by David Warlick
one of the most impressive aspects of Web 2.0 is the aggregator concept, and our ability to mix and remix content
He continued to quote an example:
...[an] assignment where students used their word processors to write a two-page letter on drug-abuse and other software to produce slides for a class presentation.They were instructed to visit a variety of anti-drug Web sites to get help for their letter and presentation.
The fundamental difference between this and a traditional version of the assignment, has less to do with the presence of technology, and more to do with the conspicuous absence of a textbook. Rather than getting their content exclusively from a packaged information product, designed to make learning slick and easy, students are asked to visit a variety of information sources, that, hopefully, do not agree on every aspect of the topic. It puts more responsibility of learning, on the shoulders of the learner, to make some decisions, recognize that there is more than one side, more than one answer, and more than one perspective. [my emphasis in bold]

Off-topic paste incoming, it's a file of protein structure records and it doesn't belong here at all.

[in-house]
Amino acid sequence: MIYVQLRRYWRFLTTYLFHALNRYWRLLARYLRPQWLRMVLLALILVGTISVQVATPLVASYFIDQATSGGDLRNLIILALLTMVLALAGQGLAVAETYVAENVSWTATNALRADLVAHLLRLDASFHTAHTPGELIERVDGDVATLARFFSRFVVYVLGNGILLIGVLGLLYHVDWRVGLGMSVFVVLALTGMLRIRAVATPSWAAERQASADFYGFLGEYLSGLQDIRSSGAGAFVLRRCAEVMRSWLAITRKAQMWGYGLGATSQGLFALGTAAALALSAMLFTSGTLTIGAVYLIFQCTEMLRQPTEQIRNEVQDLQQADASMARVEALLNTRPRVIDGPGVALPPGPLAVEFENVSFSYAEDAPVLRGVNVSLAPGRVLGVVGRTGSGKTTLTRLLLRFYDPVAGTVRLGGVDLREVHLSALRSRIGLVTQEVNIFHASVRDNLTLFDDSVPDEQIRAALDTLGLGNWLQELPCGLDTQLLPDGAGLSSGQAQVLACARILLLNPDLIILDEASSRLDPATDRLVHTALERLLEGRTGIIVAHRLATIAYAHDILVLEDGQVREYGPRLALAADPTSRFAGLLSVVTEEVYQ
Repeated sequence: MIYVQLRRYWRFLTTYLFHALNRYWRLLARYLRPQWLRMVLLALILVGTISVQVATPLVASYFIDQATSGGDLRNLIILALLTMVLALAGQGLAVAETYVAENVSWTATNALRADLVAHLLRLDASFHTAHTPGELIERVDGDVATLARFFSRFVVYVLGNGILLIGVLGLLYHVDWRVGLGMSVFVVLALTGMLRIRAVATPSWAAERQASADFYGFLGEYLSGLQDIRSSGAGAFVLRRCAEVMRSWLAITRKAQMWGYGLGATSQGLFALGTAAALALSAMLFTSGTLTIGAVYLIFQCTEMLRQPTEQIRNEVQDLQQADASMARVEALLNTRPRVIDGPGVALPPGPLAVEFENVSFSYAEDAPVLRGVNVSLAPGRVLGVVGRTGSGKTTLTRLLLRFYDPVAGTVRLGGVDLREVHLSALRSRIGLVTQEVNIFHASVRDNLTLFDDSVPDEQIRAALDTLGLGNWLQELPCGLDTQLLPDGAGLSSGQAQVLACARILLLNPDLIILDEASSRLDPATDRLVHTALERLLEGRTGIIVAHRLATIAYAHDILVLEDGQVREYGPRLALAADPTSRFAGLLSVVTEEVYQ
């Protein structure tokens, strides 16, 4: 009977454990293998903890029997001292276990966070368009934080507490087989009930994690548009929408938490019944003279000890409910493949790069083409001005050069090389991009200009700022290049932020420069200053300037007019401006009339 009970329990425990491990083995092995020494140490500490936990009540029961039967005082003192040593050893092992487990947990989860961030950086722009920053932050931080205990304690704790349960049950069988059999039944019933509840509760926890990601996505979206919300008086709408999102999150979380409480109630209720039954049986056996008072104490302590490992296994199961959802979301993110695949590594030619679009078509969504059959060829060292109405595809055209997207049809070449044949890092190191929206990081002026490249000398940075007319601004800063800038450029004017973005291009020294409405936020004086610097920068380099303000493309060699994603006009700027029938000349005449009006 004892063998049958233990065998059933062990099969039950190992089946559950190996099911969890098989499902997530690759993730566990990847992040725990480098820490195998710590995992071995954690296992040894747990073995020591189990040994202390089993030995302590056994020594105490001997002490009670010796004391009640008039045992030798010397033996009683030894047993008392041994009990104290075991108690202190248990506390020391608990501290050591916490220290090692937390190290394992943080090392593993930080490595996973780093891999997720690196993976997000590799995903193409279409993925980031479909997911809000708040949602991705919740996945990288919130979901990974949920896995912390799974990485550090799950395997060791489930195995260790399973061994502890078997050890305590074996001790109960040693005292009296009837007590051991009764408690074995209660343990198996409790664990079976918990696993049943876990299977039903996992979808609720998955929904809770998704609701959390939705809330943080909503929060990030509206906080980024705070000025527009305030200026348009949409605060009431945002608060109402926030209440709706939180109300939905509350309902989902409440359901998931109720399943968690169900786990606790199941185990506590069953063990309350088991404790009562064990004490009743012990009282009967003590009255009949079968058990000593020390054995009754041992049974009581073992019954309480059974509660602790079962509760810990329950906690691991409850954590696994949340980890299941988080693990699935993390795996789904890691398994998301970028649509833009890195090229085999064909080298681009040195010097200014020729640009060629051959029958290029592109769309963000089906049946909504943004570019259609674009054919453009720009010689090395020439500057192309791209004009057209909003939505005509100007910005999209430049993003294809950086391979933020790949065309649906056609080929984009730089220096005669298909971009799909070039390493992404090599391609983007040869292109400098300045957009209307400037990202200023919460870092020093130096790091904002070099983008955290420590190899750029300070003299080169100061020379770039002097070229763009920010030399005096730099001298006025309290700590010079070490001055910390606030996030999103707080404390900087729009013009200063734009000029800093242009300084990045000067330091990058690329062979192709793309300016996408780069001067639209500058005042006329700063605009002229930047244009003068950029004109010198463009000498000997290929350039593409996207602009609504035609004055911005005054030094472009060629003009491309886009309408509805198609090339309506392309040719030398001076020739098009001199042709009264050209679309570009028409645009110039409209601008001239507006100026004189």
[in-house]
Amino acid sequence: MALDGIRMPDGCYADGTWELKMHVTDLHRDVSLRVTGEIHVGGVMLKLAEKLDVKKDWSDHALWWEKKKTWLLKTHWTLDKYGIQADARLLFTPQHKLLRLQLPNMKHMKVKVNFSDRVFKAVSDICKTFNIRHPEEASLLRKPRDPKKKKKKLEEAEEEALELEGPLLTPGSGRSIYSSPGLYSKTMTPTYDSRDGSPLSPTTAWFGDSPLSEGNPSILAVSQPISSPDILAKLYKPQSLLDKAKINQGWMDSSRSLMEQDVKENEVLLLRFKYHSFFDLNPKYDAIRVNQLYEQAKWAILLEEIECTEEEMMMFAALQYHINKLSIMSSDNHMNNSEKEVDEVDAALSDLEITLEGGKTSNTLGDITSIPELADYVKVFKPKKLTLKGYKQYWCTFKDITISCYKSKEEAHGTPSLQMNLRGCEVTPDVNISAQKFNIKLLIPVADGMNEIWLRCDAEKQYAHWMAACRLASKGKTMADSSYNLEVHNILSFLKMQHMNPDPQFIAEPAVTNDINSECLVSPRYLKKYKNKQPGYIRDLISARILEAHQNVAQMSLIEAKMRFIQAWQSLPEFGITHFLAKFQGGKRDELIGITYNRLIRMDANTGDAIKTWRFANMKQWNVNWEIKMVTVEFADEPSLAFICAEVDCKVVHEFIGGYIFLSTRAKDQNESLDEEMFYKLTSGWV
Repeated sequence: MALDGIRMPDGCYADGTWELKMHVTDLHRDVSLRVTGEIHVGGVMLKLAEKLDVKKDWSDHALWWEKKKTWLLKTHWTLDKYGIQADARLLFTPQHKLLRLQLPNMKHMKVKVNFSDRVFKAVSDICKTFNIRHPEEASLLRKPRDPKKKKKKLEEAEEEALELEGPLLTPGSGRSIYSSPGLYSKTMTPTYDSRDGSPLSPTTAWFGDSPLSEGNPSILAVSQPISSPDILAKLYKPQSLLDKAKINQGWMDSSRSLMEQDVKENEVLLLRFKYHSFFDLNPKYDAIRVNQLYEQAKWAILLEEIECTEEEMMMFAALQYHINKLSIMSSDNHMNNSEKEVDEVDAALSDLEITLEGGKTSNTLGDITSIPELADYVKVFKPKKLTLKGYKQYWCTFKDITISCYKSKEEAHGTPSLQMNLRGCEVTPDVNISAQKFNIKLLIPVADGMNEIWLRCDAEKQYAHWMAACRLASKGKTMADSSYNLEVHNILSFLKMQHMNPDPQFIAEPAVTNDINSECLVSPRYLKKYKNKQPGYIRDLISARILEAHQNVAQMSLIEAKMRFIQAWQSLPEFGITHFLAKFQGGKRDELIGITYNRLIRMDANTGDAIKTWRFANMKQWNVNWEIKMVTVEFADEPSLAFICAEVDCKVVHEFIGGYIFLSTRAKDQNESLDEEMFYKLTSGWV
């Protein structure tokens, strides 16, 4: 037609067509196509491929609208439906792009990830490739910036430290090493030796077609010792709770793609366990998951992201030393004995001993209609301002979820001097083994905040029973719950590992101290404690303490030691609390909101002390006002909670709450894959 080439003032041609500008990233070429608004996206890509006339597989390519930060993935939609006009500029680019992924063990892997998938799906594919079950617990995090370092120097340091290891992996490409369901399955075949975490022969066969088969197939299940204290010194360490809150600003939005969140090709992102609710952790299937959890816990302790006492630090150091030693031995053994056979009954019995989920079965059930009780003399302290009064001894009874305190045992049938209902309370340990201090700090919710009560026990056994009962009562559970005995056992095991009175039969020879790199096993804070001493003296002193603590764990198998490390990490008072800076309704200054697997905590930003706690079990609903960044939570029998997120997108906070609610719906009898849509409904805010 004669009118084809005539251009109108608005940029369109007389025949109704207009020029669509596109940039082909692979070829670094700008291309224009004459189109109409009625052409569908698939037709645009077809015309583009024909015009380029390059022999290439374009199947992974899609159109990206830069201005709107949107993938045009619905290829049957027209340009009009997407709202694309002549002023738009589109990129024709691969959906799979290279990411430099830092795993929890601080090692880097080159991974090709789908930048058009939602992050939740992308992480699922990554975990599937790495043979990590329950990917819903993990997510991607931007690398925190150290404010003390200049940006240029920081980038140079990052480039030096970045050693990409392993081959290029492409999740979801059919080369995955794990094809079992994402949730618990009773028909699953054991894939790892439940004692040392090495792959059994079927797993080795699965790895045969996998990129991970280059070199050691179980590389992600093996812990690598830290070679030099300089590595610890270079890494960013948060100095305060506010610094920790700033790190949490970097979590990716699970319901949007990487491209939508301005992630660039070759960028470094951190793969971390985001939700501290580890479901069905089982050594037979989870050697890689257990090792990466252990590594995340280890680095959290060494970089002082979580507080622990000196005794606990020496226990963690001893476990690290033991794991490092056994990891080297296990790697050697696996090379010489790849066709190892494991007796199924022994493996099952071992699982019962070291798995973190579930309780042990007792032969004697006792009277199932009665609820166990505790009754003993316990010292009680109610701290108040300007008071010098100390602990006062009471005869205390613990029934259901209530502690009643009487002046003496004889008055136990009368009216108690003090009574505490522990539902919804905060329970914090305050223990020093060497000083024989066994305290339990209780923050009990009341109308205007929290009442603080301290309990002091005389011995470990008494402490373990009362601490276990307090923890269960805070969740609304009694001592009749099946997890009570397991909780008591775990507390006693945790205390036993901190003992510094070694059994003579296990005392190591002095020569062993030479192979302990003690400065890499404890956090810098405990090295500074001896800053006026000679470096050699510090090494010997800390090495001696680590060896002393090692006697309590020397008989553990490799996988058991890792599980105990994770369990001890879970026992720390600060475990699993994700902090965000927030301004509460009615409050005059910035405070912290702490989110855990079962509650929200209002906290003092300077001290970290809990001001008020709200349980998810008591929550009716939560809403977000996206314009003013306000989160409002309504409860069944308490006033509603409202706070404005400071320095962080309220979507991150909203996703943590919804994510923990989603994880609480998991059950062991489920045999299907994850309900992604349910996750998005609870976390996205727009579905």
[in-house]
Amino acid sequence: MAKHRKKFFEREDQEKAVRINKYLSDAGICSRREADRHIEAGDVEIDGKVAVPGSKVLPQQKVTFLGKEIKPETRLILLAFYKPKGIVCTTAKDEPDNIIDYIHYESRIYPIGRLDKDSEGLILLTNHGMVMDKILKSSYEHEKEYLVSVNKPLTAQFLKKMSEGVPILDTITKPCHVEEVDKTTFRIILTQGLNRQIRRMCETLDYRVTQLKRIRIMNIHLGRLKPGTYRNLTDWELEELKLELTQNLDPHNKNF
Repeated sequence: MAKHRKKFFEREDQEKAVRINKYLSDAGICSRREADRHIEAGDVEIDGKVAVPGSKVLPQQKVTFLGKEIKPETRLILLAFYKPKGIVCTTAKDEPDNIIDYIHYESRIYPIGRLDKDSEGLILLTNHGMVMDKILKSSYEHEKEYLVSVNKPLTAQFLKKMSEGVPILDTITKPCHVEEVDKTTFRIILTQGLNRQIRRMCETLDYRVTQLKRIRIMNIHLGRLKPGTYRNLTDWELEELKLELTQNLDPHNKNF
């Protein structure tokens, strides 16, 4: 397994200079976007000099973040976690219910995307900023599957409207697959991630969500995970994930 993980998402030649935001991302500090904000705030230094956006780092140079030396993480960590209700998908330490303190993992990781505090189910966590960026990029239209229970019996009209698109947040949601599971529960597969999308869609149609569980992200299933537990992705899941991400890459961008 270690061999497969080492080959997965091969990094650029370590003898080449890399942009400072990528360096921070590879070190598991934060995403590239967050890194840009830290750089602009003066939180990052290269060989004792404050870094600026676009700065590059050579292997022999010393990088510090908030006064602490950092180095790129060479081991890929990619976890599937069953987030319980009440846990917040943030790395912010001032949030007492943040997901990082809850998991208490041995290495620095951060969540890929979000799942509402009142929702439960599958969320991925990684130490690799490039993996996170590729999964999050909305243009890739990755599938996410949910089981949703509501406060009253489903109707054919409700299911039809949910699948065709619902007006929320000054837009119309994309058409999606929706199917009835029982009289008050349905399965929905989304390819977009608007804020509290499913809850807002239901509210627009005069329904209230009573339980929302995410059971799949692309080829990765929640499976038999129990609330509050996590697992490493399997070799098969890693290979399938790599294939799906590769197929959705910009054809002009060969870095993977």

Now, that's Web 2.0 concept in school. It is NOT the wiki, the blog or another new found technology. It is about students interact with information, own their learning process AND the change of attitude by the adults responsible for their learning to recognise that learning is a process, not just absorbing information!